What History Tells Us About Second and Third Debates

by Frank Newport

The “loser” of the first debate sometimes wins the second

GALLUP NEWS SERVICE

PRINCETON, NJ -- It is clear that a very large percentage of the U.S. population eligible to vote watched, or at least heard about, the first presidential debate between President George W. Bush and Democratic nominee John Kerry, held Sept. 30 at the University of Miami.

Nielsen Media Research estimates that the viewership was significantly higher than the first debate between Bush and Al Gore in 2000. An Oct. 1-3 CNN/USA Today/Gallup poll shows that over 7 out of 10 Americans say they watched the debate, and another 13% say they saw news reports about it. In other words, the debate directly affected the vast majority of the adult American public. Republicans and Democrats were roughly equal in their self-reports of having watched the debate.

Most observers agree that the first debate had a positive impact for Kerry, whom polling indicated was the winner of the debate, and who gained on Bush in Gallup and other polls conducted in the days after the debate.

Still, it is impossible at this time to make a prediction about the potential impact of the second presidential debate, to be held Oct. 8 at Washington University in St. Louis. An analysis of the pattern of viewer responses after debates conducted in previous election years shows that in some years the "winners" and "losers" did a complete turnabout, with the loser in the first debate doing much better in the second (and third). In other years, the candidate who lost the first debate continued to lose each subsequent debate.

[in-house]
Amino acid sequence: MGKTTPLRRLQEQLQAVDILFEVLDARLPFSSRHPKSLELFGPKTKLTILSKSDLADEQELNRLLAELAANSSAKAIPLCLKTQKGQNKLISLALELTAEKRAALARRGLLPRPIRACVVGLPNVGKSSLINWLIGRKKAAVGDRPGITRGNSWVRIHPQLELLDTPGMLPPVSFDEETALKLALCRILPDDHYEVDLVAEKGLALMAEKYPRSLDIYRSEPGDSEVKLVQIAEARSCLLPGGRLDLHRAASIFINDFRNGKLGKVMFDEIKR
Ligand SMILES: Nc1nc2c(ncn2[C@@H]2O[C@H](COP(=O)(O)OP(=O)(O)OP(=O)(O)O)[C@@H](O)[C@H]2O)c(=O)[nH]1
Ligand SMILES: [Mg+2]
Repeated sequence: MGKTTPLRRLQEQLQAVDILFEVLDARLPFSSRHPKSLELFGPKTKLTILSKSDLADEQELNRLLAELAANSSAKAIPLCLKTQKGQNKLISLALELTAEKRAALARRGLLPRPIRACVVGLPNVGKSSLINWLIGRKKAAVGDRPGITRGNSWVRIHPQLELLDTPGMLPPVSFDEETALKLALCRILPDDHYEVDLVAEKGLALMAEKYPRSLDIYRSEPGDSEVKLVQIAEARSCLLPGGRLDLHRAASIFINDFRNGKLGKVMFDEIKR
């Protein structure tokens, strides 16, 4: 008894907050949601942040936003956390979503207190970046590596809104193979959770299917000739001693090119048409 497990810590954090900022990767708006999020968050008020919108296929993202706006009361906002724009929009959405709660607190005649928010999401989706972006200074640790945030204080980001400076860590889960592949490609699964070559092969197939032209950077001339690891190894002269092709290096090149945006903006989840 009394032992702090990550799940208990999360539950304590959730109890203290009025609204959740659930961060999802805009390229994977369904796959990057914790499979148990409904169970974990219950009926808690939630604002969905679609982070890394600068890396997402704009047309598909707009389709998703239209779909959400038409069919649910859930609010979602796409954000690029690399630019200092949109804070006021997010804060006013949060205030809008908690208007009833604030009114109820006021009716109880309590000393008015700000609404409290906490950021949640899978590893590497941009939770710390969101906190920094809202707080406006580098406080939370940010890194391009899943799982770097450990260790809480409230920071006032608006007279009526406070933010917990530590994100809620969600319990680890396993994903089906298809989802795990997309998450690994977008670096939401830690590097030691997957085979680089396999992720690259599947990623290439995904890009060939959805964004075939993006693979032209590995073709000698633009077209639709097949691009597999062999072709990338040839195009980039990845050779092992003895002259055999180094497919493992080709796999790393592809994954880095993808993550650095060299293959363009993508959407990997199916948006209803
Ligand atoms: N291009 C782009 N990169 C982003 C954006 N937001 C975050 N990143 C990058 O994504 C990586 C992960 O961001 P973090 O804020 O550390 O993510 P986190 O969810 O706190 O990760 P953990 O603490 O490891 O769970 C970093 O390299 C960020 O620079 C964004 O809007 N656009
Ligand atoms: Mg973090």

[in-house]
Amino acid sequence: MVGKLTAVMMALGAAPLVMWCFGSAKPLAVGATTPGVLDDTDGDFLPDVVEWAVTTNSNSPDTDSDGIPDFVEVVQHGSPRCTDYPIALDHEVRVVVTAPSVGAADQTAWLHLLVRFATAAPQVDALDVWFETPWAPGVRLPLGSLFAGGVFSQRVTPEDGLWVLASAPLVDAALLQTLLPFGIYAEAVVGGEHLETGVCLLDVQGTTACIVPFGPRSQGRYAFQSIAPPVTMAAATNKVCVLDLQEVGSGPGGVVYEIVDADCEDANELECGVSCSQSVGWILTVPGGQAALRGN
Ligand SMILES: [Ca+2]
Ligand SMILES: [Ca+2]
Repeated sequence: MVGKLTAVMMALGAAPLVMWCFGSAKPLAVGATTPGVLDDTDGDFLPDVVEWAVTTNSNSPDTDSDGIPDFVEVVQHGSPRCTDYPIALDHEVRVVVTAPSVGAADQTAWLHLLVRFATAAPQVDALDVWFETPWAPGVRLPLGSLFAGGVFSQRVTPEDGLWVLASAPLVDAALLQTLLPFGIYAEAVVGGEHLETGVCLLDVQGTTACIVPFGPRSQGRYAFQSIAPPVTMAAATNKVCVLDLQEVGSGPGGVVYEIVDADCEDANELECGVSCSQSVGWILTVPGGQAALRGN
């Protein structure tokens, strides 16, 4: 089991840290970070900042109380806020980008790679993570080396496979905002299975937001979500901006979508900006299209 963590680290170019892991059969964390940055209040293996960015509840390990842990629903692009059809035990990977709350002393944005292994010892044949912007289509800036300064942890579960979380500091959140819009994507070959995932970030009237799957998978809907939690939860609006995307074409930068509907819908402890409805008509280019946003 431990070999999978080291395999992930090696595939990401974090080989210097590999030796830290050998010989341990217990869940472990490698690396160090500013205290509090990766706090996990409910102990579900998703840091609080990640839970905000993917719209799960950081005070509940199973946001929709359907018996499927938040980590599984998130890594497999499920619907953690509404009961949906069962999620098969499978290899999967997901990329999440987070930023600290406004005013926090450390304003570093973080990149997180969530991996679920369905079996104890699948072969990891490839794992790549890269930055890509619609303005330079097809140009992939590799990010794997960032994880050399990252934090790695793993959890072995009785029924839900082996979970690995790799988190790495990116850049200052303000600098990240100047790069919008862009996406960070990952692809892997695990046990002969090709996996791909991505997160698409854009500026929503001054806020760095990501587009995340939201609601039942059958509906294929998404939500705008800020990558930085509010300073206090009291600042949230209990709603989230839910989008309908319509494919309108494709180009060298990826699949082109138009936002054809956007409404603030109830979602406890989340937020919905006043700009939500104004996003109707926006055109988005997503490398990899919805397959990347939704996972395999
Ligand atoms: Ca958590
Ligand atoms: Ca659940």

Here's a look at recent years in which there was more than one presidential debate, and for which Gallup conducted "instant reaction" polls among debate watchers.

2000

The reactions of debate watchers to each of the three debates held in 2000 changed significantly as the debate sequence unfolded. Democratic candidate Gore won the first debate, according to debate watchers, by a 48% to 41% margin. But Bush rebounded in the second debate and won convincingly 49% to 36% (again, among debate watchers). In the final debate, which was a town hall format held at Washington University in St. Louis (also the site of this year's town hall debate), the two candidates were essentially tied, presaging the final result of the election that left Bush and Gore so close to one another than it took more than a month of wrangling, recounting, and Supreme Court decisions to decide the election winner.

Gore/Bush 2000


Gore


Bush


NEITHER (vol.)

BOTH/EQUALLY (vol.)

No
opinion

 

%

%

%

%

%

2000 Oct 17

46

44

*

10

*

2000 Oct 11

36

49

1

13

1

2000 Oct 3

48

41

2

8

1

* Less than 0.5%

1996